So, on this particular occasion, Jesse sends David, his youngest son, with foodóbreadóto carry up to his brothers, who are on the front line of the battle. And so, in I Samuel 17, the story begins:

I Samuel 17:20: Early in the morning, David left the flock with a shepherd, loaded up and set out as Jesse had directed. Now he reached the camp as the army was going out to its battle position shouting the war cry. {21} Israel and the Philistines were drawing up their lines facing each other.

Now, another peculiar thing about war in that day and age and one that held, really, among Arab peoples for a long, long time, down into this millennium, I think, certainly, into the last millennium, would be that the armies would get themselves up in array and would engage in displays. They would ride their horses, perhaps, back and forth, waving their scimitar in the air. The armies would line up opposite one another and rattle their swords and shields, and shout and so forthóall this intimidation going on against the other side. It was also not uncommon in those days for two champions to fight the battle. I remember this line from Patton, who looked back on that age of jousting with great memories and thinking to himself how good it would be if he could button himself up, first of all meet Rommel on the field of battle, shake hands with him, each of them get in his tank, button up and do battleóone man against one man and the outcome would decide the war. Kind of a bloody, binding arbitration. It worked in some cases in ancient times, at least for a while. Well, that was what was going on hereóall kinds of brandishing of weapons, shouting back and forth across the lines, building up the courage of the two armies.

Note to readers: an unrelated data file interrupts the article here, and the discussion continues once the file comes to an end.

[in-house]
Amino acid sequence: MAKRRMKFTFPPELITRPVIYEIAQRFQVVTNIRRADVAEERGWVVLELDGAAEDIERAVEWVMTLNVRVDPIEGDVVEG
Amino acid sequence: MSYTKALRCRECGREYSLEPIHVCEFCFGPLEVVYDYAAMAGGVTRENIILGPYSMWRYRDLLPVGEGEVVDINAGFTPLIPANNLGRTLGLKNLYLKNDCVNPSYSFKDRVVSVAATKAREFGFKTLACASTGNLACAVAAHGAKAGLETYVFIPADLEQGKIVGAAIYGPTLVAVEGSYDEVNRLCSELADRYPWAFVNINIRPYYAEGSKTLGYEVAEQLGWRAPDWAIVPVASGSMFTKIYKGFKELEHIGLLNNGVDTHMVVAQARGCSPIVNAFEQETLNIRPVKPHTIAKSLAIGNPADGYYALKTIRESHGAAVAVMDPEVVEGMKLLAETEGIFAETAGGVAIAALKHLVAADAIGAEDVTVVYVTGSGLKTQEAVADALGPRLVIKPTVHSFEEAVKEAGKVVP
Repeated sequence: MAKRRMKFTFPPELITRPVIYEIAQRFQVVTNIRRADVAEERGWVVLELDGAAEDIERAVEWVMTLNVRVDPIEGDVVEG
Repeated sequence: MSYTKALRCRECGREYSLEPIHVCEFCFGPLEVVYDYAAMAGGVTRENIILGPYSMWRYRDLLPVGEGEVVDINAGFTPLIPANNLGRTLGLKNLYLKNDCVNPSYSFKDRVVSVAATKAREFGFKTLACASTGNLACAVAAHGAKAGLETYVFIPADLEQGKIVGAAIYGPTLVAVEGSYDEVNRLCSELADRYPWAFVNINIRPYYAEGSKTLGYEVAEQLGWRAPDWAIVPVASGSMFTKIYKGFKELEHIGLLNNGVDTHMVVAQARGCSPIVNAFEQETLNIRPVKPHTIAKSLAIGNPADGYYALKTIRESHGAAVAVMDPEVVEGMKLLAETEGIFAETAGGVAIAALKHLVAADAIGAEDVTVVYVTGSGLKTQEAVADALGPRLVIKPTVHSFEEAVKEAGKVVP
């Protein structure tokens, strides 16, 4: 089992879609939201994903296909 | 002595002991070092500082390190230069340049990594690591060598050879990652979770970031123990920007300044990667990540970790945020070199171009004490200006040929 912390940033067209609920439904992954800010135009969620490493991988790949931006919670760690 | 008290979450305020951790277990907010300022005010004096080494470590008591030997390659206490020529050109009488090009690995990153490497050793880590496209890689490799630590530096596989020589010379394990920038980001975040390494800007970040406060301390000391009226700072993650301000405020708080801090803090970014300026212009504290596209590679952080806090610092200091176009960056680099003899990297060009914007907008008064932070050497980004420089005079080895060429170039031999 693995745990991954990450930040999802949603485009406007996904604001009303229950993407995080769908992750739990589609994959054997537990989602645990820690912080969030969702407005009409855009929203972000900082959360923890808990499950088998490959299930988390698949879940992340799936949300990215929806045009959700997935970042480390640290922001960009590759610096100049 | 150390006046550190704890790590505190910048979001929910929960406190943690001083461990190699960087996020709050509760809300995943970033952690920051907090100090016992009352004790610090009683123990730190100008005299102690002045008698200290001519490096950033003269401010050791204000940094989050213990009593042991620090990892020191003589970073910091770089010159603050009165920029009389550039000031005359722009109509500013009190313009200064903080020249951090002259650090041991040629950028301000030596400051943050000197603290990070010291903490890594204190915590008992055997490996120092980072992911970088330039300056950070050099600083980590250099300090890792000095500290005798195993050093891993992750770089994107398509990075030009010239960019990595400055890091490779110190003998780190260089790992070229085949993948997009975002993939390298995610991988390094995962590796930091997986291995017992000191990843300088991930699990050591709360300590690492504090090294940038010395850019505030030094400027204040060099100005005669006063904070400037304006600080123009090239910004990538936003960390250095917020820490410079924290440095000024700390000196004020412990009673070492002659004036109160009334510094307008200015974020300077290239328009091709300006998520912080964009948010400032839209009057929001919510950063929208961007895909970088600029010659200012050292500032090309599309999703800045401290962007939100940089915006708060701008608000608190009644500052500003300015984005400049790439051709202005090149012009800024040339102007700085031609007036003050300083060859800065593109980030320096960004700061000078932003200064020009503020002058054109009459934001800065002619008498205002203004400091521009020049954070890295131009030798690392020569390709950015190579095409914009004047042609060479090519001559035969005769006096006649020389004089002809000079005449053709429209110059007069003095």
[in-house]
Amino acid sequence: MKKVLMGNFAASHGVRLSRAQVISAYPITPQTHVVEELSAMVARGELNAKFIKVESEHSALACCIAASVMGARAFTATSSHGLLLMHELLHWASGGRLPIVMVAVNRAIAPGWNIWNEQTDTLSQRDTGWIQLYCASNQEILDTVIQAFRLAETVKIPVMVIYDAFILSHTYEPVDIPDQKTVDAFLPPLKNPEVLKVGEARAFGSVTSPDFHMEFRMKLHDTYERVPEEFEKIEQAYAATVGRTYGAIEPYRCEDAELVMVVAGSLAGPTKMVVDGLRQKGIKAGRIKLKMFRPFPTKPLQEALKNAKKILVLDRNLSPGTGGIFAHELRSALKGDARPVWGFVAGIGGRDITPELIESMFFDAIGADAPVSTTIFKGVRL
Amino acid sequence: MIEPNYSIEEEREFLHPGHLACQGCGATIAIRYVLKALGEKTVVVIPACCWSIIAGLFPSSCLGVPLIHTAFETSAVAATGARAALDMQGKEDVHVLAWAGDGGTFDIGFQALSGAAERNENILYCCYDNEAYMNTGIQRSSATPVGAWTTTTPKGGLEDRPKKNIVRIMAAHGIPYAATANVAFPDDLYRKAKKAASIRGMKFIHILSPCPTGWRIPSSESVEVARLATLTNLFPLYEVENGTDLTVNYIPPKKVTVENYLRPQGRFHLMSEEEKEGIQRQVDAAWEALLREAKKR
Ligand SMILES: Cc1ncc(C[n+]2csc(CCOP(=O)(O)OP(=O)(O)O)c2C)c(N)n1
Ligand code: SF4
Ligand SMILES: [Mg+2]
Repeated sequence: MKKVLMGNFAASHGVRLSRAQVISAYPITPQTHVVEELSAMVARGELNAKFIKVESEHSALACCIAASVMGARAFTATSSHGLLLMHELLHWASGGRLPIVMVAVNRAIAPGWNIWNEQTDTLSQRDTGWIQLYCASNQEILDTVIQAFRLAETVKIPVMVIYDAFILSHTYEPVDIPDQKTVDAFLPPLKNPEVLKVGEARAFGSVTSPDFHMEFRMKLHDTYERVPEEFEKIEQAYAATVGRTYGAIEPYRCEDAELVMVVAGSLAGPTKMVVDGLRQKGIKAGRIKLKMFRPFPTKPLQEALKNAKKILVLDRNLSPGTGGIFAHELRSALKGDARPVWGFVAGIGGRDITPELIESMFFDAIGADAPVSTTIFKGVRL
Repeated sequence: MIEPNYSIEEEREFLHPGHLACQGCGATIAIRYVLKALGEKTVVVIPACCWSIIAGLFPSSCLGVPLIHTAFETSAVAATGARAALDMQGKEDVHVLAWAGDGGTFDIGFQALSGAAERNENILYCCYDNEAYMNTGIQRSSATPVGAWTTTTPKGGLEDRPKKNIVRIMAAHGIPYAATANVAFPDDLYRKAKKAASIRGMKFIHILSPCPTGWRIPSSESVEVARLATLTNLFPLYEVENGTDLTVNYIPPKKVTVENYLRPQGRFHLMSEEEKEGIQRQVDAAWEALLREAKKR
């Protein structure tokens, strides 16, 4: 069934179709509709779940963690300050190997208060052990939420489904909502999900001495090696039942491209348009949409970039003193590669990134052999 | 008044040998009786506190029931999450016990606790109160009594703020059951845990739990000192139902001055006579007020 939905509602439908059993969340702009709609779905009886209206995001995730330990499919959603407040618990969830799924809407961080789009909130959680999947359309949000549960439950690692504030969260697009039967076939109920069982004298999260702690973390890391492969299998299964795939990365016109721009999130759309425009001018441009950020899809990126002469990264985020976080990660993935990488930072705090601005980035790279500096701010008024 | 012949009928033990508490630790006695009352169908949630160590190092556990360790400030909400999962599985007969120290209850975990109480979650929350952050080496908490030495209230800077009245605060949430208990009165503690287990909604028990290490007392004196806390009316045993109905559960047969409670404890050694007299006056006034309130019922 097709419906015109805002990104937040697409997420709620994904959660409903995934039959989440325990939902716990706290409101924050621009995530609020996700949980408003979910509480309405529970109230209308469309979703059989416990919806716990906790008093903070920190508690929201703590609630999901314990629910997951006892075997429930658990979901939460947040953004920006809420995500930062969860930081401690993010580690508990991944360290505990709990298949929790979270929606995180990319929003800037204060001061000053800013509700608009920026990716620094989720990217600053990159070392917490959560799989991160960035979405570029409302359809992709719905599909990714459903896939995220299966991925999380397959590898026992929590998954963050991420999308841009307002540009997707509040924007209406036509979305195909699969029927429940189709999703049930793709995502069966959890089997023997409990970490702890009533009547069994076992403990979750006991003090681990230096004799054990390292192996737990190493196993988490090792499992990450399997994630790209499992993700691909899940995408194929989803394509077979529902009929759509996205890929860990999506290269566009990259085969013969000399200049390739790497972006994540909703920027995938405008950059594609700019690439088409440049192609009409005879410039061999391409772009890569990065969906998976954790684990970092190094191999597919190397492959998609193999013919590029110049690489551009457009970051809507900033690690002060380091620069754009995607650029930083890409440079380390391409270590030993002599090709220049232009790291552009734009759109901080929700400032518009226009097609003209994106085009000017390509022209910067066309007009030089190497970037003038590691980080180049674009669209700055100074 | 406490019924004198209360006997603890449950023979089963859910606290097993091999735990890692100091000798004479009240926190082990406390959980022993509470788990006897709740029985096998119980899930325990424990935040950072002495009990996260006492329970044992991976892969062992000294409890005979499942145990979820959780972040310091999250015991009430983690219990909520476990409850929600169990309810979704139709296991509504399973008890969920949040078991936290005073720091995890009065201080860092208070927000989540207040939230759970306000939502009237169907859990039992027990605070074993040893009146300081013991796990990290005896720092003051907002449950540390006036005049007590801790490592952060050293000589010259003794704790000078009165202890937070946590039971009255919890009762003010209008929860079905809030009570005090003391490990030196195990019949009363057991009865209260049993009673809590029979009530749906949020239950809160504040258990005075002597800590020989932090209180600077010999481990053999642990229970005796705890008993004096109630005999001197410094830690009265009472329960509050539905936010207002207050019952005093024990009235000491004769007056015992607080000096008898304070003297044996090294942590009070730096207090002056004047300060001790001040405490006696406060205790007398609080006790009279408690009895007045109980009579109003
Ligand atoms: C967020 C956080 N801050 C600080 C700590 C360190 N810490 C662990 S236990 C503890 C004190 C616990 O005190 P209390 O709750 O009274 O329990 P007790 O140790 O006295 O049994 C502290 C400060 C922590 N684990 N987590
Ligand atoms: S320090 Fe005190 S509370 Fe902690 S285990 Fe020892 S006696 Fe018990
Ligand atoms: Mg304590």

David, when he heard all this going on, left his things with the keeper of supplies and ran to the battle lines and greeted his brothers. Now, as he was talking with them, Goliath, the Philistine, the champion from Gath, stepped out of the lines and shouted his usual defiance and David heard it. Now, as I said, this is typical of some of these old, warring traditionsóletís let two champions fight and determine the outcome of this; who gets this piece of land, who gets this border moved, whatever itís going to be, let the champions fight and whoever dies, the winner gets to decide. Bloody, but, I gather, it must have worked in ancient times.

I Samuel 17:24 Now, when the Israelites saw the man, they all ran from him in great fear.

Not just because this man was a great fighter, he was huge. He was a giant of a man. His shield and his sword and his spear were hugeóit would take a man his size to even be able to use them in combat.